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Volume problem

  1. Mar 12, 2005 #1
    find volume bordered by cylinder x^2 + y^2 = 4 and y+z=4 and z=4.
    the answer is said to be 16p. but I couldn't find it.
    I found it in double integral part.so it must be solved with double integral. I tried with Jacobian tranformation. nut still couldn't solve it. I was confused with what function should be integrated. because the cylinder has no border in z line.
  2. jcsd
  3. Mar 12, 2005 #2


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    Start, of course, by drawing a picture. I drew the picture using y as horizontal axis, z a vertical axis. The cylinder is just the 2 lines y= 2, y= -2. y+ z= 4 is represented by a line from (-2, 6) to (0,4) to (2,2). Notice that the plane z= 4 cuts that line in half. I interpret the "volume bordered by ..." as meaning the sections both below and above z= 4. Since they are clearly symmetric, just find the area of the section below z= 4 and double.

    Projecting the figure down into the xy-plane, we get the portion of the circle x2+ y2= 4 above the x-axis. x ranges from -2 to 2 and, for each x, y ranges from 0 up to √(4- x2). For each (x,y) in that half circle, z ranges from z= 4-y (below) to 4 (above). The volume is given by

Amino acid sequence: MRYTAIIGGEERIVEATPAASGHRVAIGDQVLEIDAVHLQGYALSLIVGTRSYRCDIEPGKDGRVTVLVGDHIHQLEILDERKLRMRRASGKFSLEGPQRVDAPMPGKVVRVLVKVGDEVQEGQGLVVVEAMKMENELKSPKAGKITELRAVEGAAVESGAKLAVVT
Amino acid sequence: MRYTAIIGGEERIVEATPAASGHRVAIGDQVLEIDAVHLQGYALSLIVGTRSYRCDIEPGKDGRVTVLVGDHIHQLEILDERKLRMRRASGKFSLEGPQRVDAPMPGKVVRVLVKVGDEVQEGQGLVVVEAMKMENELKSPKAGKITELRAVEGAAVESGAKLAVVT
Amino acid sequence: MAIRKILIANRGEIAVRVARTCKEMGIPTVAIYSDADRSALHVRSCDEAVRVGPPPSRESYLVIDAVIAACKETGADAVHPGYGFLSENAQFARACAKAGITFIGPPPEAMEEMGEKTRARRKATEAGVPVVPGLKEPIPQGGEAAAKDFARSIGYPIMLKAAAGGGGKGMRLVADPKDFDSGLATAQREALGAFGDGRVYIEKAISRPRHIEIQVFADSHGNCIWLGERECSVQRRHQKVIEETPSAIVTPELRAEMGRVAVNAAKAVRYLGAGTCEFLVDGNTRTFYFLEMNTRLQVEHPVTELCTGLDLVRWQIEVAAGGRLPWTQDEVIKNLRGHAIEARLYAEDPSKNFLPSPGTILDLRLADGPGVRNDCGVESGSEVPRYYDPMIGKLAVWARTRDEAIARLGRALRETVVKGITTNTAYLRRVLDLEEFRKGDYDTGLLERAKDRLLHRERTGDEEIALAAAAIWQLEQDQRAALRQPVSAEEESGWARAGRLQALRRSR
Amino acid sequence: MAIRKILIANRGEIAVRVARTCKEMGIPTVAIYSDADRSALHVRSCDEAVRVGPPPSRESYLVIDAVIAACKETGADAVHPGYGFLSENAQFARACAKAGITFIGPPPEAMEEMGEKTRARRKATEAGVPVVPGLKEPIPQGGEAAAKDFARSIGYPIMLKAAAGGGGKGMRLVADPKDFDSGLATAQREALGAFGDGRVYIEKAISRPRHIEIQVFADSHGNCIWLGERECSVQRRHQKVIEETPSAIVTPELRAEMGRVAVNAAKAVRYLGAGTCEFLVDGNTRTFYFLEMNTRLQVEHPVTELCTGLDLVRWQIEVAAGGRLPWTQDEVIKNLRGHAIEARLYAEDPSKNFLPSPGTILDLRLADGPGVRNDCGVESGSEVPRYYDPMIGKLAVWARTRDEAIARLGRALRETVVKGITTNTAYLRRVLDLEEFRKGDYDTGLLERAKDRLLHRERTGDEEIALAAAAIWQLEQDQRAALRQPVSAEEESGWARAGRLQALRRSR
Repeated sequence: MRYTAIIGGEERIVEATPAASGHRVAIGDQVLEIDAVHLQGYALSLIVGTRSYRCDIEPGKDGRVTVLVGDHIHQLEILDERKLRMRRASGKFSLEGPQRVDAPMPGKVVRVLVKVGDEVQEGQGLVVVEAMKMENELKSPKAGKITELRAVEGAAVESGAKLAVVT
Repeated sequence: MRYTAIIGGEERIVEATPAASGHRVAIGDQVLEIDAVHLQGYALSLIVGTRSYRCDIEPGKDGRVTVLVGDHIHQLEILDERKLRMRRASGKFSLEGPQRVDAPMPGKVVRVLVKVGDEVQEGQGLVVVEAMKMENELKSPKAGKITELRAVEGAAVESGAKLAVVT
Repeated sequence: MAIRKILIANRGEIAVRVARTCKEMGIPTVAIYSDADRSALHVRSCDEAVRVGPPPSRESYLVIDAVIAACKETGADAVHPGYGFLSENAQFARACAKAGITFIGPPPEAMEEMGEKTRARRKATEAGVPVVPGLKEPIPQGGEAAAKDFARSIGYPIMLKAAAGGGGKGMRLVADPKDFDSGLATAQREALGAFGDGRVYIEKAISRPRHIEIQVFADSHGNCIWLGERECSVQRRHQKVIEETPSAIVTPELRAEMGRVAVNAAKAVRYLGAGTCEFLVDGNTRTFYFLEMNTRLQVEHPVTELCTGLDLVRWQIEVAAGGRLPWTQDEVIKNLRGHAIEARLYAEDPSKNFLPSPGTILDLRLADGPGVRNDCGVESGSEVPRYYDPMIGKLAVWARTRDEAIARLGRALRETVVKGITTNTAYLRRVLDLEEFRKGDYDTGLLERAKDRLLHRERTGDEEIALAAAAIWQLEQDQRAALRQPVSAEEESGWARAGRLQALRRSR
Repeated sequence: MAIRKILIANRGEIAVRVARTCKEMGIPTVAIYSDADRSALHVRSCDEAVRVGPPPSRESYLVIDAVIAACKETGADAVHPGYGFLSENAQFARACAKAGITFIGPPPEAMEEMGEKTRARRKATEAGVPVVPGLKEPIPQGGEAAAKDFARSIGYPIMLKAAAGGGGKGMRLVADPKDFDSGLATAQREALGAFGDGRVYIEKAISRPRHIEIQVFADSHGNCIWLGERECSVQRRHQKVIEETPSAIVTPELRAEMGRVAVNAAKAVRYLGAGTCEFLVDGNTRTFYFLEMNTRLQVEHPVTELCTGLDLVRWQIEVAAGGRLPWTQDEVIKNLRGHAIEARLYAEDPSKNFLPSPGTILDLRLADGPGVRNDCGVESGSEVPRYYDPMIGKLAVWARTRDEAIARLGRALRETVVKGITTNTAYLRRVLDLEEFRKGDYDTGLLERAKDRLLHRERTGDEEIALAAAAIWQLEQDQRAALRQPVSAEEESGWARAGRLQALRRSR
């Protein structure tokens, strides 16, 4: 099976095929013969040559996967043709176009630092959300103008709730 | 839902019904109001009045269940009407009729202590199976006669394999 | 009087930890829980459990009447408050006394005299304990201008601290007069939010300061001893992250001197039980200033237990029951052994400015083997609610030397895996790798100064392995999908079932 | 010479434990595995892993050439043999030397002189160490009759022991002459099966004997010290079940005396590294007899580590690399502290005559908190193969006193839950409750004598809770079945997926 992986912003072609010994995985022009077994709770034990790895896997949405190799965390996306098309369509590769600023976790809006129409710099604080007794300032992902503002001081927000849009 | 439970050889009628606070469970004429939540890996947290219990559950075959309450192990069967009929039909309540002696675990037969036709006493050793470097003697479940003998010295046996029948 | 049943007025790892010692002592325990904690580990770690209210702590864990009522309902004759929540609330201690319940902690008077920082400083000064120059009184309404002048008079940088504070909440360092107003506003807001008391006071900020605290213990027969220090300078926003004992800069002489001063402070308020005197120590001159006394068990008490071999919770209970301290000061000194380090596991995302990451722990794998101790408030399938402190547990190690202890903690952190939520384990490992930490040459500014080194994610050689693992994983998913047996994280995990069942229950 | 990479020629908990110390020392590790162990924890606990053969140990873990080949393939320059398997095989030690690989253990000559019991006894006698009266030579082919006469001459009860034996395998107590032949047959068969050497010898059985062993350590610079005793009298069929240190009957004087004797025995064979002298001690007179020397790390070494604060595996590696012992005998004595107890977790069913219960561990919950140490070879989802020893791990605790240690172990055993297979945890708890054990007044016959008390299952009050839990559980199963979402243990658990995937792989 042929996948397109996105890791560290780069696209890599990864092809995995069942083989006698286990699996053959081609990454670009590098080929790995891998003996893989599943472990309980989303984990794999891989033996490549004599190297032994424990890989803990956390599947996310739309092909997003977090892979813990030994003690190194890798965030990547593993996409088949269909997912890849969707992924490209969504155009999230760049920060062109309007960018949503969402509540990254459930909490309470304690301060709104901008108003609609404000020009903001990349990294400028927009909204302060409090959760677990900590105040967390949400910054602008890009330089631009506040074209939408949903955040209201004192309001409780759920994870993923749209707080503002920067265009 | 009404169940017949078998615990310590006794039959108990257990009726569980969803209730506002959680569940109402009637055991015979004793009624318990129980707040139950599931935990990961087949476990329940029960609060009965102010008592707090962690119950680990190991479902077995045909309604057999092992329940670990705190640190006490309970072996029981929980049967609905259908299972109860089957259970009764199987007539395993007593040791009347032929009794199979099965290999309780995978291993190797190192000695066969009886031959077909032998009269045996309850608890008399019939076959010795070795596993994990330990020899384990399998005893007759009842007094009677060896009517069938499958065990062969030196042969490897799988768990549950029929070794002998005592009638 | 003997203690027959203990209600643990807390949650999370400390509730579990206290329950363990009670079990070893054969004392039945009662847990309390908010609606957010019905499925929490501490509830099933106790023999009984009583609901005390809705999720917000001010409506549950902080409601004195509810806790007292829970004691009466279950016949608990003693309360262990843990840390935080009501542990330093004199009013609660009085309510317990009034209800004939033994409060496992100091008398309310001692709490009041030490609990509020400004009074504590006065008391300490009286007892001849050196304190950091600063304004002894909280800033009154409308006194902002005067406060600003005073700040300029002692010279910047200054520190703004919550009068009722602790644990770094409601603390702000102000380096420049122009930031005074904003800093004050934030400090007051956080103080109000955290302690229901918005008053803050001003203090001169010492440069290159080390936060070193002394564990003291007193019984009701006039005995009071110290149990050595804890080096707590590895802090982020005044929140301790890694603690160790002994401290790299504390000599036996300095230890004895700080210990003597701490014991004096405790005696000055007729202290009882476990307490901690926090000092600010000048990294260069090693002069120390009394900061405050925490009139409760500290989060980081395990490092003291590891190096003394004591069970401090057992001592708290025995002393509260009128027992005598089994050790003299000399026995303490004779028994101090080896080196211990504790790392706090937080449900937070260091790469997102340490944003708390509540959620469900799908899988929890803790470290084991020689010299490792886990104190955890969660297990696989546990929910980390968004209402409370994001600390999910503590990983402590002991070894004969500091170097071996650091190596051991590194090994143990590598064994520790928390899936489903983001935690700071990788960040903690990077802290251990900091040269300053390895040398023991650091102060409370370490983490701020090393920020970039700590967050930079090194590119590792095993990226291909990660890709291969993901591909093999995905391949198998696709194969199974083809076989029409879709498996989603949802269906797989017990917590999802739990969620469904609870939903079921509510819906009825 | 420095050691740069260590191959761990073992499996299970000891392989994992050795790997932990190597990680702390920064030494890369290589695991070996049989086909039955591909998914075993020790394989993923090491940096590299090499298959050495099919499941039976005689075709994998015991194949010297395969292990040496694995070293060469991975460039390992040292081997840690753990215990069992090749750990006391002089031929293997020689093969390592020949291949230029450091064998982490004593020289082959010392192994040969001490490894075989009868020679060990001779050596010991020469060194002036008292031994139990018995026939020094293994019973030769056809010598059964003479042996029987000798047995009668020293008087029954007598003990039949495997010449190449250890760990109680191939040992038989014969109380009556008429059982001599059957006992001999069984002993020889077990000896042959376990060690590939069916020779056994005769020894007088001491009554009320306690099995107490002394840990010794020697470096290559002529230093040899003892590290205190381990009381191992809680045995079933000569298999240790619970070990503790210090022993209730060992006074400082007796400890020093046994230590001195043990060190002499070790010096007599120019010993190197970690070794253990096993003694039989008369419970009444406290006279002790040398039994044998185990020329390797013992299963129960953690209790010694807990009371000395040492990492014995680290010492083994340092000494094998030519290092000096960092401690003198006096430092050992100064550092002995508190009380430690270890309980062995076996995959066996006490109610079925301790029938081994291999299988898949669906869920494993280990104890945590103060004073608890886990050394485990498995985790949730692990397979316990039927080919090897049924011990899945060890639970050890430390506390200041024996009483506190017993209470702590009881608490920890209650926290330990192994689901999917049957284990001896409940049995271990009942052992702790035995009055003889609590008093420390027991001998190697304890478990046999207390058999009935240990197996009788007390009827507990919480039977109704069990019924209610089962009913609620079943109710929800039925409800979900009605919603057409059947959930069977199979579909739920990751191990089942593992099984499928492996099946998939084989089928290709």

[tex]\int_{-2}^2\int_0^{\sqrt{4-x^2}}y dy dx[/tex]

    If you've done integrals in polar coordinates, since this is a half circle, you could also do it as
    [tex]\int_0^2 \int_0^{\pi} r sin(\theta) r d\theta dr[/tex].

    I don't know what "16p" is. What is "p"? I get 16/3 as the volume.
    Last edited: Mar 14, 2005
  4. Mar 14, 2005 #3
    yesterday I had thought it again and I think I have found it. but it's seems diffrent from yours. why does the integration to y? shouldn't it (4-y)? I assumed that the section is under z=4 and above z+y=4 inside x^2+y^2=4.
    p=3.14. I will check it again. thanx
    oh yes I got it now. you subtract z=4 with z=4-y. am I right? thanx
    Last edited: Mar 14, 2005
  5. Mar 14, 2005 #4


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    Yes, that is correct.
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